Saying “Thank You” to Employees Is Worth It’s Weight In Gold

In the business world, we often hear that giving pay increases and other monetary gains is not the answer to increasing workplace engagement, productivity, job satisfaction, and a whole host of other factors.  Conventional wisdom has been that providing encouragement and praise is just as good as the tangible rewards.  Now, emerging research shows that this really may be the case.

A study in the journal Social Psychological and Personality Science indicates that when people are provided with intangible, or symbolic, resources such as praise, information, or affection they will be more inclined to return the favor with concrete resources such as money, work, or effort (Matsumura & Ohtsubo, 2012).  There are challenges to a study such as this, but as Matsumura and Ohtsubo point out, the findings are supported by another study from 2008 by Izuma, Saito, and Sadato in which the brain shows response via fMRI to these intangible resources in the same way that it does to tangible resources.

What does this mean for leaders and workers?  It certainly doesn’t mean that we don’t enjoy getting tangible, or concrete, resources or rewards! However, it does indicate that organizations would do well to ensure that they let employees know how much they are appreciated through other intangible means, and they should research and understand better the science behind what makes us happy and feel as though we want to reciprocate.


Izuma, K., Saito, D.N., & Sadato, N. (2008). Processing of social and monetary rewards in the human striatum. Neuron, 58, 284-294. doi:10.1016/j.neuron.2008.03.020

Matsumura, A., & Ohtsubo, Y. (2012). Praise Is Reciprocated With Tangible Benefits: Social Exchange Between Symbolic Resources and Concrete Resources. Social Psychological and Personality Science, 3(2), 250-256. doi: 10.1177/1948550611417016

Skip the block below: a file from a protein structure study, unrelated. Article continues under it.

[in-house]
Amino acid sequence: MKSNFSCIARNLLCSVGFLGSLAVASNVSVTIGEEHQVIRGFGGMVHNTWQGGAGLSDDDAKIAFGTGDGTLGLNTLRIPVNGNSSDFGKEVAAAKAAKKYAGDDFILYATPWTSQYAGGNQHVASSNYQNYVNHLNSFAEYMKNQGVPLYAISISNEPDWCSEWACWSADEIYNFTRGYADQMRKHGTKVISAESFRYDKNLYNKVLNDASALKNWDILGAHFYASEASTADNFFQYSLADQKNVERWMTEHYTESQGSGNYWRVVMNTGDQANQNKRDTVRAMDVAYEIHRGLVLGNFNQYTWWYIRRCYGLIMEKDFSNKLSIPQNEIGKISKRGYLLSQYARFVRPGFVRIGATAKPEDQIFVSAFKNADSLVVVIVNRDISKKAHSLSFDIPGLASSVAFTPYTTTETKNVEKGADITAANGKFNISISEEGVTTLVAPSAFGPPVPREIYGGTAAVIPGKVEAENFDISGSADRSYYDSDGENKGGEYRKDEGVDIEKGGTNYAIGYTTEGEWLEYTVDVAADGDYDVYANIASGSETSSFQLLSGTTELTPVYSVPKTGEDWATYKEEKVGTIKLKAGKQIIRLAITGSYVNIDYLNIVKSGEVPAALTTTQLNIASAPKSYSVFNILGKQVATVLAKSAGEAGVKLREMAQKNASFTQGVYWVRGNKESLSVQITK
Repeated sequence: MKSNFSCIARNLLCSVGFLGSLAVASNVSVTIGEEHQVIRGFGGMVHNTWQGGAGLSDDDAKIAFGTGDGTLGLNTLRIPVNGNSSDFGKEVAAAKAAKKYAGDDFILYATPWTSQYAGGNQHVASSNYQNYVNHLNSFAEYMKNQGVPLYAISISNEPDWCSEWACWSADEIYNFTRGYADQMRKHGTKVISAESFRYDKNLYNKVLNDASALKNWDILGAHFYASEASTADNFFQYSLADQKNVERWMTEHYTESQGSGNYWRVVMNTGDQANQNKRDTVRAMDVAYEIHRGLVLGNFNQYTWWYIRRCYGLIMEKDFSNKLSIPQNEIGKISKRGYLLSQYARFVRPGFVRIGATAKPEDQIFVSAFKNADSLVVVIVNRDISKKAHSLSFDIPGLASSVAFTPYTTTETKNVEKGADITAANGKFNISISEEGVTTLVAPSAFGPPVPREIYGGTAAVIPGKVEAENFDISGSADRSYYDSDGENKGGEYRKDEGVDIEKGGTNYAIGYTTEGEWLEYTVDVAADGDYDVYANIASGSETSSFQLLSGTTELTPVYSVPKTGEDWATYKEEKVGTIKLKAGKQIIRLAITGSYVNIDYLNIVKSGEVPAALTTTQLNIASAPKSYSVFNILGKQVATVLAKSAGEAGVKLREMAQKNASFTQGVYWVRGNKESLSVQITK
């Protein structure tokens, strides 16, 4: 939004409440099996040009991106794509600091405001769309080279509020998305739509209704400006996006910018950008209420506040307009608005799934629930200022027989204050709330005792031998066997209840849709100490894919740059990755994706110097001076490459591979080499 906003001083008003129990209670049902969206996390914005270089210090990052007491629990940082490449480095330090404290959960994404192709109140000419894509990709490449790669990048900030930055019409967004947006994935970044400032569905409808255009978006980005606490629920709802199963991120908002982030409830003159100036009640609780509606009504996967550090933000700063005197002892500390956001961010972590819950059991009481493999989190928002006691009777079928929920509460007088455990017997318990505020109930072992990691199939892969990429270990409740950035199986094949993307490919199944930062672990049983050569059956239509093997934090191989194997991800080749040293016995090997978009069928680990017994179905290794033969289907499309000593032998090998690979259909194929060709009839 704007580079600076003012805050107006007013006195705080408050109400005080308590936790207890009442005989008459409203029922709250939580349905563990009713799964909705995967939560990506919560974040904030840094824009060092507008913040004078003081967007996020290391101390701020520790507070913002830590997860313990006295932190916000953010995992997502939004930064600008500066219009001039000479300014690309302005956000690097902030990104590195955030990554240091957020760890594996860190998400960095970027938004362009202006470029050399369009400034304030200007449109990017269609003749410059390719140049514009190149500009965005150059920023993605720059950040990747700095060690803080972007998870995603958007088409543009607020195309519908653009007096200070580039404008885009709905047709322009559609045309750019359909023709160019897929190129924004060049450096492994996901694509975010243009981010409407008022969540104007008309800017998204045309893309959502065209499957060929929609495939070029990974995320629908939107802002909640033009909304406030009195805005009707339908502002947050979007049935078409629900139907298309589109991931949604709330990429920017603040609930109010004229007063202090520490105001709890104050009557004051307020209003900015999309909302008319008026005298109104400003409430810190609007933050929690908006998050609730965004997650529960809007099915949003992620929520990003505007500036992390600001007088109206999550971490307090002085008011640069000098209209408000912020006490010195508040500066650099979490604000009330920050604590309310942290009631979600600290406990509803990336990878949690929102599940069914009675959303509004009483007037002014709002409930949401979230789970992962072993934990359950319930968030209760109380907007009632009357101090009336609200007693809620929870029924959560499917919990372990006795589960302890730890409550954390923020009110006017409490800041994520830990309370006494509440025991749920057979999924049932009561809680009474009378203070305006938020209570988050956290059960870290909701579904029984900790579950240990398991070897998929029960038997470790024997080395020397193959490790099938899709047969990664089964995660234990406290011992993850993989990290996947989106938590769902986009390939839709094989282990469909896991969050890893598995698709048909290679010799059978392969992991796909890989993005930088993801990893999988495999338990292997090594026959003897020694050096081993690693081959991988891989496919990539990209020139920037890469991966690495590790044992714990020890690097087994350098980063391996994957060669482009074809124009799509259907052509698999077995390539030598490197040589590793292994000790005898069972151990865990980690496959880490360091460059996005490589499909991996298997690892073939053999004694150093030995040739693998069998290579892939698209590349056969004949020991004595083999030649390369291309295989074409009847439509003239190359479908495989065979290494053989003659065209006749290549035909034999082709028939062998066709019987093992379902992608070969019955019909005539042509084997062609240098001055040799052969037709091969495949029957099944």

Eliminate the competition?

Have you ever wondered why groups become so competitive, or what could possibly cause the atrocities that occur when a central government, tribe, nation, or other group chooses to attack another group, and get rid of them?  In the most recent issue of the journal Group Dynamics: Theory, Research and Practice, McPherson and Parks (2011) provide a provocative look at this topic.  The findings are not only important for understanding much of the conflict that we see in the world today, but I believe they are also applicable in the business world.  First, we will review the findings, and then we can apply them to workplaces today.

Multiple contributors to aggressive, and sometimes dangerous, competitiveness are evident such as potential for loss of resources, difference in values, perceived threat to in-group values, perceived in-group superiority/perceived out-group inferiority, and challenge to status.  These findings are well documented in other studies, and McPherson and Parks (2011) take it further with results indicating that groups are more inclined to eliminate an individual or other group than individuals are, and will make the decision to do so much faster.  No surprise that those with less connection with the other group(s) or individual(s), higher levels of competitiveness, and those scoring higher on Social Dominance Orientation (SDO) are the quickest and most likely to try to dominate what they perceive to be the lesser group(s) or individual(s).